Miller said she has participated in many meetings this year with people interested in rail congestion issues, including a meeting in Fargo, N.D., that was standing room only with farmers, utility managers and other shippers.
"There are a lot of unhappy shippers out there," Miller said. "It is also clear that railroads are working hard to improve service."
Miller said the most pressing issue facing the Surface Transportation Board today is the quality of service in both freight and passenger trains.
"We're still hearing complaints but it is not as bad as last winter and summer," Miller said.
"For a long time there was sufficient capacity," she said. "Now there isn't and shippers are not happy."
Miller said the growth of oil-by-rail combined with the need to move a record grain harvest in 2013 resulted in big delays for shippers in winter 2014. The extreme cold and snow in January and February 2014 slowed traffic to a near halt as snow had to be removed from tracks. Canadian Pacific Railway and BNSF Railway, owned by Berkshire Hathaway (NYSE:BRK.A)(NYSE:BRK.B) fell behind last winter and spent the rest of the year trying to catch up. Both railroads are planning additional improvements on the Northern Transcontinental railway.
"Both railroads are being very pro-active to improve traffic through the Twin Cities," Miller said.
She said Chicago is congested, partly because it has always been the major point of exchange. Western railroads exchange trains with Eastern railroads in Chicago.
It will take public and private partnerships to improve the infrastructure though Chicago. Enormously short-sighted policy has created a boondoggle.
"Nobody is doing enough in Chicago," she said. "We're paying the price. We need the infrastructure right."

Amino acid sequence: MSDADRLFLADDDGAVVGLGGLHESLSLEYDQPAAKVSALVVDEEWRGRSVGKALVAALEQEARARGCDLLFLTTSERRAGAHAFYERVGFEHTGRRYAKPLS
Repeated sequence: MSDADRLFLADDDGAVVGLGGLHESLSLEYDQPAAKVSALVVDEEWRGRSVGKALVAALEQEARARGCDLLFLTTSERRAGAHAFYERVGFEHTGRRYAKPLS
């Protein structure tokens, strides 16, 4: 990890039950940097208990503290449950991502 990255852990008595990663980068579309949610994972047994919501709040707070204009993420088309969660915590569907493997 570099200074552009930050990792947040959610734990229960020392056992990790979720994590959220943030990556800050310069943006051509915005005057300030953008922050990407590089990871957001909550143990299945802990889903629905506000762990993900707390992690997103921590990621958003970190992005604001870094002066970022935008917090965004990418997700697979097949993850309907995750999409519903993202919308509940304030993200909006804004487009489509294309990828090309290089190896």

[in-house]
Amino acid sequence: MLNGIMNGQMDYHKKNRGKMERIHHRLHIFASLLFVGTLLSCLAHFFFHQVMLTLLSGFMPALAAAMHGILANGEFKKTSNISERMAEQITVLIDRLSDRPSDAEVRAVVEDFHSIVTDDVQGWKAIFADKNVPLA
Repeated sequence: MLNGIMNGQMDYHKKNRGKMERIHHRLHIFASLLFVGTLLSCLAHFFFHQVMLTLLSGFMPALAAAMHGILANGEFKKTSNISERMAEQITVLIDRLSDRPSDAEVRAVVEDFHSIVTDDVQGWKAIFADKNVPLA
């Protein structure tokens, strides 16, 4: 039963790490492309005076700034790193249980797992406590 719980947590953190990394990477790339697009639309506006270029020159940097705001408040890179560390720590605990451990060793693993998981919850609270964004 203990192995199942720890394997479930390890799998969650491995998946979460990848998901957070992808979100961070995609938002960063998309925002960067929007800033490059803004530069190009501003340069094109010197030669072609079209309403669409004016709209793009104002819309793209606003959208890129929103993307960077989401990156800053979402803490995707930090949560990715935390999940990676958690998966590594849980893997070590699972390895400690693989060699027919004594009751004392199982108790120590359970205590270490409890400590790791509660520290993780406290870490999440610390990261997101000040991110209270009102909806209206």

One of the advantages of Canadian National Railway is its direct line through Chicago. In early 2009, CN acquired The Elgin, Joliet and Eastern Railway, making CN the only train with the ability to pass through Chicago on its own tracks. The STB approved that deal 15 months after it was initially announced.
Miller said five years ago hardly any oil moved on rail. Now the oil-by-rail business is huge.
Delays in freight due to these "choke points" on the system create big lags in the U.S. economy, Miller said.
Miller said congressional leaders need a freight policy to address the problems associated with inadequate rail infrastructure.
My takeaway from Deb Miller is that the Surface Transportation Board would consider a Class I railway merger only if there was sufficient planning to show how service problems would be mitigated in the short term and improved over the long term. A merger proposal could take 15 months for regulatory review, based on previous mergers reviewed by the STB. And there is no guarantee the STB would approve the idea. The STB is really focused on trying to find ways to improve service. The STB is reluctant to approve a merger that contributes to delays on an already congested rail system. The U.S. economy is dependent on rail to move freight. The U.S. needs a stronger commitment from public and private sectors to improve infrastructure in the rail community.
Disclosure: The author is long BRK.B, CNI, CP, UNP, NSC.
The author wrote this article themselves, and it expresses their own opinions. The author is not receiving compensation for it (other than from Seeking Alpha). The author has no business relationship with any company whose stock is mentioned in this article.